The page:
April 26, 1991 |
Personal criticism, as opposed to aesthetic distance, usually gets a critic in trouble. But sometimes there's no other way to go. "Canton Jazz Club" at the East West Players, big sprawling mess that it is, captivated me. It is a musical about a glamorous hot spot in L.A.'s Chinatown in 1943. When I was kid in the early '40s, my mother's favorite movie was "Limehouse Blues," with George Raft (as an Oriental roustabout) and Anna Mae Wong.
May 14, 1999 |
The marquee outside Little Tokyo's Union Center for the Arts, home of East West Players, reads like this: World Premiere Beijing Spring A Musical About Tiananmen Huh? What? A tuner about the 1989 Chinese pro-democracy movement, its massive student concentration in Beijing's Tiananmen Square and the bloody aftermath of the government's military solution? Stranger shows have happened. (That's the thing about musical theater: It's a magnet for nervy improbability.
April 7, 1991 |
April theater brings a happy mix of old-time comedians, modern-day Marlboro men, yuppies, contract players, chanteuses and priests--plus a famous dead rock star and famous dead writer. The openings include: Today: Obie winner Bradley Rand Smith focuses on a disparate group of modern-day cowboys and Indians in "Mojave," a lab production at the Odyssey Theatre in West L.A. Charles Otte directs.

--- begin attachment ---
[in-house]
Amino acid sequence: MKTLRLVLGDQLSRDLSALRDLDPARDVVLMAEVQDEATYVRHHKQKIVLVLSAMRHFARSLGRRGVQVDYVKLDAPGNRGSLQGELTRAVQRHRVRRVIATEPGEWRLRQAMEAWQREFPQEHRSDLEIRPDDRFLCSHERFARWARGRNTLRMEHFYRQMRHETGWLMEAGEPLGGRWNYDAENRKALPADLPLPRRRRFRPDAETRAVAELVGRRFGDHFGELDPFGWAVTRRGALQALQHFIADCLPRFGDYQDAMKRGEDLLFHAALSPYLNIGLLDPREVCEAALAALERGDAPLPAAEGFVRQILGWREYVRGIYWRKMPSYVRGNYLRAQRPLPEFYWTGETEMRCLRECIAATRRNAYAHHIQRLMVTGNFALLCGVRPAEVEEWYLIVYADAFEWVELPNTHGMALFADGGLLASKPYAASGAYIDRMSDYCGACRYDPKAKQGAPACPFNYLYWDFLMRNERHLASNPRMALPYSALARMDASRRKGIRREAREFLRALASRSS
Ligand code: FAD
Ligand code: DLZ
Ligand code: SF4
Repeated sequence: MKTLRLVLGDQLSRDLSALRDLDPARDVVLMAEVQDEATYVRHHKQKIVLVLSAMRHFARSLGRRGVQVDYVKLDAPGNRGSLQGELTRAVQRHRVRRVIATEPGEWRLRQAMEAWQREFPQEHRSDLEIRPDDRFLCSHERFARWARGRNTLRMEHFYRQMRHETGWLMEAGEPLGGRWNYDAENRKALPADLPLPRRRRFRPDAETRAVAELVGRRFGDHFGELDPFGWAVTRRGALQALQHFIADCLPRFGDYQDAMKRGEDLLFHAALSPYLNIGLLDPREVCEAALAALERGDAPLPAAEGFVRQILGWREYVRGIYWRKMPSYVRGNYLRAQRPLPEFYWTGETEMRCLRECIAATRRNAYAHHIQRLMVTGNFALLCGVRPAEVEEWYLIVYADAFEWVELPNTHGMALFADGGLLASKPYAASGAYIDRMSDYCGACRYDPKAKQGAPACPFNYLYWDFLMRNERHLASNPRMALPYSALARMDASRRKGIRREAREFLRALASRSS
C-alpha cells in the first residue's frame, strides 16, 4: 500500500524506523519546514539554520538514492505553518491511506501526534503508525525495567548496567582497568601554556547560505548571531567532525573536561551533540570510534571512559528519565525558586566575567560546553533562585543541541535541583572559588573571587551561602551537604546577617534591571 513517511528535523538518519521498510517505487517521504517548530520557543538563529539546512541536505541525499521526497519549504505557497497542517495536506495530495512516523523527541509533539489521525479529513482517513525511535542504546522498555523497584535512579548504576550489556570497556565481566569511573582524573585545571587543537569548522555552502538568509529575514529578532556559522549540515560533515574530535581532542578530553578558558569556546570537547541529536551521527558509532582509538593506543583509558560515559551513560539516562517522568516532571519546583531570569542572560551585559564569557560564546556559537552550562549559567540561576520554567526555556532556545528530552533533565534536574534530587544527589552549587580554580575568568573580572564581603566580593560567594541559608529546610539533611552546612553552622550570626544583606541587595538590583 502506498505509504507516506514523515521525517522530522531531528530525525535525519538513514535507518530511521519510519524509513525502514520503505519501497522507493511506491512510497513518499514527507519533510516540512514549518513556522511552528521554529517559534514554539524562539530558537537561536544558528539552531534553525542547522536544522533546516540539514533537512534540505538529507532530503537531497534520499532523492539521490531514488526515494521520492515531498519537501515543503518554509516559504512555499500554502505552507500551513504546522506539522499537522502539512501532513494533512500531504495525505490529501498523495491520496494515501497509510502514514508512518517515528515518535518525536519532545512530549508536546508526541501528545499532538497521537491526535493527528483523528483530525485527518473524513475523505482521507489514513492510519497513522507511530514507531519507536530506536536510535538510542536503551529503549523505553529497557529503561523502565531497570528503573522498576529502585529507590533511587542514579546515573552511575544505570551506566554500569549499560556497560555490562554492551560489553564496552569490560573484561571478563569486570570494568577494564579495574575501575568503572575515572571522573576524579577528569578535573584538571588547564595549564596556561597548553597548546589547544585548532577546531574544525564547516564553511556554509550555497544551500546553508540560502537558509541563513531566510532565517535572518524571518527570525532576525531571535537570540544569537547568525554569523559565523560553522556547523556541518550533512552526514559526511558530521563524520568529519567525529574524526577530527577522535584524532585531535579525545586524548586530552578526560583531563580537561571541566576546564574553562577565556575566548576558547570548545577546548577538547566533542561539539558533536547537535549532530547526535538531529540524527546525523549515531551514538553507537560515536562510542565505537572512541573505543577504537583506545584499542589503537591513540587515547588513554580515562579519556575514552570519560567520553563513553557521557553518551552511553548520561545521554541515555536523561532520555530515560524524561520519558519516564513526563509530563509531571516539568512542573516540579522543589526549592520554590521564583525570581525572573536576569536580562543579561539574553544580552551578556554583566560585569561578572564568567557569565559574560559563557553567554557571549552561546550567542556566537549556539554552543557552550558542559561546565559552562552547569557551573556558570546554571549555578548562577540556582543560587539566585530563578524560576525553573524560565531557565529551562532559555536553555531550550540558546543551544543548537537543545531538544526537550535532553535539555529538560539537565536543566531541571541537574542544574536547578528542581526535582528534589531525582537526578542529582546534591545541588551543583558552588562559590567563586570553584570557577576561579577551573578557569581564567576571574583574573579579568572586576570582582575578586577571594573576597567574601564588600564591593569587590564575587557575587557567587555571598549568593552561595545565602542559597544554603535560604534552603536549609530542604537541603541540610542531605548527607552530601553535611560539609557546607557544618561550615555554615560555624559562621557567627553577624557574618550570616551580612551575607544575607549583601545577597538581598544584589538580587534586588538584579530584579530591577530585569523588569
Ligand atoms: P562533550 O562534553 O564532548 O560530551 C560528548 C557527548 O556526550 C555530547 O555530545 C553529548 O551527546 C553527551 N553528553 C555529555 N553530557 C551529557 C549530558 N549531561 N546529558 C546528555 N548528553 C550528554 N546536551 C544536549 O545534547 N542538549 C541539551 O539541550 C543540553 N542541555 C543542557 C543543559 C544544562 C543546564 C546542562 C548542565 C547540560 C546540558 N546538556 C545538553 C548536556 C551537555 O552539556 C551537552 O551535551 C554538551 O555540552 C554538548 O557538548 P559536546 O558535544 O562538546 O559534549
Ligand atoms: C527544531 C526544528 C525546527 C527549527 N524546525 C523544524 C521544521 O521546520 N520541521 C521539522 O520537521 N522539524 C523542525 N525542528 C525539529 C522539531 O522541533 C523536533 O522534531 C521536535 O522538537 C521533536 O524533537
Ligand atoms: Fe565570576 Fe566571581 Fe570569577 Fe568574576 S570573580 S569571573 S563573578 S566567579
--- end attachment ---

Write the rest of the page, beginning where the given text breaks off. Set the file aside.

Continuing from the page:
September 30, 2005 |
First-time writer-director Renee Chabria's sincerity and commitment to "Sueno" are so complete they override its sentimental streak and some overly familiar plotting. Chabria inspires her cast to reveal the kindness and caring in her characters in a most endearing manner. "Sueno," which means "dream" in Spanish, is a sweet-natured film, steeped in richly varied and seductive Latin music.
May 19, 2000 |
The greatest ashes-in-the-mouth musical America ever produced, "Follies" (1971) uses the Ziegfeld showgirl era as ghostly nostalgia, stalking our present-day disillusionment. Stephen Sondheim's score, a marvel of pastiche, remains one of his most penetrating. James Goldman's book can't quite match it, which remains the reason "Follies" will always have a few problems. Even so, it's a rare bird, and it doesn't come in for a landing often. Or easily.
November 11, 2000 |
A play titled "The Theory of Everything" should think big and mess with a lot ofideas. In its easygoing way, Prince Gomolvilas' comedy is pleased to comply. Although confined to the rooftop of a Las Vegas wedding chapel, the characters--UFO watchers of varying Asian American extraction, waiting for a sign--reflect on the ineffables: love, faith, flunking out of law school, finding a way home. Not yet 30, this San Francisco-based Thai American writer is developing a strong voice.